There is no insurance. There is no waiting. I’ve seen the dentist, ophthalmologist, interventional radiology, nutritionist, bronchial specialists, infectious disease doctor  and more. My drug regimen keeps changing but we never have to pay for drugs. There is also a huge support system in place that provides acupuncture, massage and various therapies.

We are just blown away. I feel safe. We feel well taken care of. If I have to go inpatient, I know it is for the best reasons. And even if I’m bored or uncomfortable, if they tell me to stay inpatient then I listen. I’m not in any hurry to put myself at risk because I don’t want to be in the hospital – I let them make their evaluations and take their time.

This is a one way road. As it was explained to me – after an allo transplant, my baseline is changed forever. I may have to deal with chronic GVHD – sensitivity to the sun, dry eyes and mouth, skin rashes, or other things. It could pop up soon or it could be months away. I’m different inside. Forever.

But NIH will always follow me. I’m going to have to do some shuttling back and forth for awhile, but Bethesda is a nice town and I have a pretty good support system close by.

For now, I’m riding out the GVHD and getting my diet back on track. Treating the skin. Resting but I have enough freedom to make small trips out. The fatigue is impressive, to say the least. But I pace myself and I’m working to get my strength back.

This has been quite a journey. I was very sick when I arrived here while recovering from my IGEV chemo. Jen and I have crossed many bridges and there”s many more to come.

But I’ve got confidence and patience.

And I’ll be in touch.

Words from the big chair #2

Dr. Klein and the nurse had bad news about my white blood cell count. But they delivered it in a terrific manner.

Dr. Klein and the nurse told me my white blood cell count was los again. But they delivered the news iin a terrific manner.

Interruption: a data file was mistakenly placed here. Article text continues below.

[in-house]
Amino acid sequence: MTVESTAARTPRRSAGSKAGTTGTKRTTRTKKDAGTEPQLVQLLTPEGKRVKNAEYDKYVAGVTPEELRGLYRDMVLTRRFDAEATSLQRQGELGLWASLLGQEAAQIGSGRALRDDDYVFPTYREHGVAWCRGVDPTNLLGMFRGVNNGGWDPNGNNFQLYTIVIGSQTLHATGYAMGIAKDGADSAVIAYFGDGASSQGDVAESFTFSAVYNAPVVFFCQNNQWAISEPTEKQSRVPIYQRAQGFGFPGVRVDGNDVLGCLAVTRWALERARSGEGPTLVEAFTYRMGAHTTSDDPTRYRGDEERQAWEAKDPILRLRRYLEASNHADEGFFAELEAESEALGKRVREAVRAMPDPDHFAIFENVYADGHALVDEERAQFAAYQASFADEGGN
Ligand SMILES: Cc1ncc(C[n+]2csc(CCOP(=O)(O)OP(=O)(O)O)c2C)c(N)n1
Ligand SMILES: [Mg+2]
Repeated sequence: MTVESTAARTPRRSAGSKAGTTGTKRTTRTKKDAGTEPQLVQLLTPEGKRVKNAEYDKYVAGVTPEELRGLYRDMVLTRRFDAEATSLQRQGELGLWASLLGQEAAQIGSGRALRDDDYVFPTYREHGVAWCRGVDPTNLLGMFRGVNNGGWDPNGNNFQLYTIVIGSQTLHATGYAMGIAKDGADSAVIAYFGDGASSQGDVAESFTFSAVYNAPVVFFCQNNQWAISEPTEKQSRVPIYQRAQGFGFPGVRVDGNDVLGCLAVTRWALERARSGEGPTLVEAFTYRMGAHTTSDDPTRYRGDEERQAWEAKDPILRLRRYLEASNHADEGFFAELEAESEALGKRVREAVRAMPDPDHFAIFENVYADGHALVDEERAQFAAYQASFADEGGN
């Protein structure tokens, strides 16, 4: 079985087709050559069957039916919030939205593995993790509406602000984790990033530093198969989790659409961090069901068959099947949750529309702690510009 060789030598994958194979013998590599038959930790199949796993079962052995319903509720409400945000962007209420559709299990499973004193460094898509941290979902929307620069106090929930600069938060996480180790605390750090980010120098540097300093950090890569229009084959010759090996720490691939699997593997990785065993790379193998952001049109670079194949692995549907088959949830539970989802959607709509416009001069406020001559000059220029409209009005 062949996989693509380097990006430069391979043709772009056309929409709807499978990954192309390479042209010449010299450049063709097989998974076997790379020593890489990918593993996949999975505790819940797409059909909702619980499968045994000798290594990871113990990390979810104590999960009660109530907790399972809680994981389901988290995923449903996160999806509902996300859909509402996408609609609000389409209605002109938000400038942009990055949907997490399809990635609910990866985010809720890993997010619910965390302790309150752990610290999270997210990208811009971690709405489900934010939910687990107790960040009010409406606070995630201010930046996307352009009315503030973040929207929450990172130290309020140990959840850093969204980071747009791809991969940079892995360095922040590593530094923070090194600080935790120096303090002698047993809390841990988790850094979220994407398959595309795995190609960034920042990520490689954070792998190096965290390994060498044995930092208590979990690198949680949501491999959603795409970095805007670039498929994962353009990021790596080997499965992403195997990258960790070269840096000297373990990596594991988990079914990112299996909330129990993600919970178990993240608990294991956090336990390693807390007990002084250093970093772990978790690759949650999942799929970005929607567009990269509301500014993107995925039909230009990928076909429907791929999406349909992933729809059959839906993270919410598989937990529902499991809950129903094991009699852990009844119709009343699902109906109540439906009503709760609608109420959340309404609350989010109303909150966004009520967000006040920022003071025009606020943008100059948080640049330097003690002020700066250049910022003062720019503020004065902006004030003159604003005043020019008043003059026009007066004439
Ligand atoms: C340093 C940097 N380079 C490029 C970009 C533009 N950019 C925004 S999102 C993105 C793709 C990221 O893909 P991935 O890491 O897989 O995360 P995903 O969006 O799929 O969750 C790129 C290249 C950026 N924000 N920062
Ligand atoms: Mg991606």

Hello again from the chemo throne.

I am still getting the chemo through an IV in my arm. They can’t consider a port in my chest until after they take a look at the blood clots again. And they can’t take a look at the blood clots until after my 4th treatment. So, its all about my arm veins for another couple of weeks.

The nurse who gave me the IV was an Army vet and he gave me a smooth stick under pressure – virtually painless. Painless needle sticks have become very important to me. Nurses trained to do triage while getting attacked by the Taliban = good IV.

But some bad news – I have to go back on the Neupogen. My white blood cell counts are low again. Which sucks.  I’m not sure if this is a Neupogen roller coaster ride that I will be on the whole time. I’m hoping that some tweaks in my nutritional plan will help my WBC stay up. Eating less sugar and more natural stuff will be a small price to pay compared to the bone pain I get from the Neupogen.

In other news, the Benedryl is kicking in and I’m going into my loopy place. It hits me pretty hard and pretty quick. Takes the edge off of everything.

I’ve got 3 ‘pushes’ then the drip.

As always, the “Red Devil” (Adryomyacin) goes in first. The nurse tells me that this one is harsh. Can cause serious nausea. But it is a necessary chemical for me to get – very effective and sort of a ‘standard issue’ chemo drug. This is the one that is also hardest on the veins and is probably causing the phlebitis in my arms (blood clots). Little bastard. Pushpushpush.

Vinblastine next. Pushpushpush.

Then Bleomyacin, which is rough on my lungs. Looks like I missed my window to take up pipe smoking. Pushpushpush.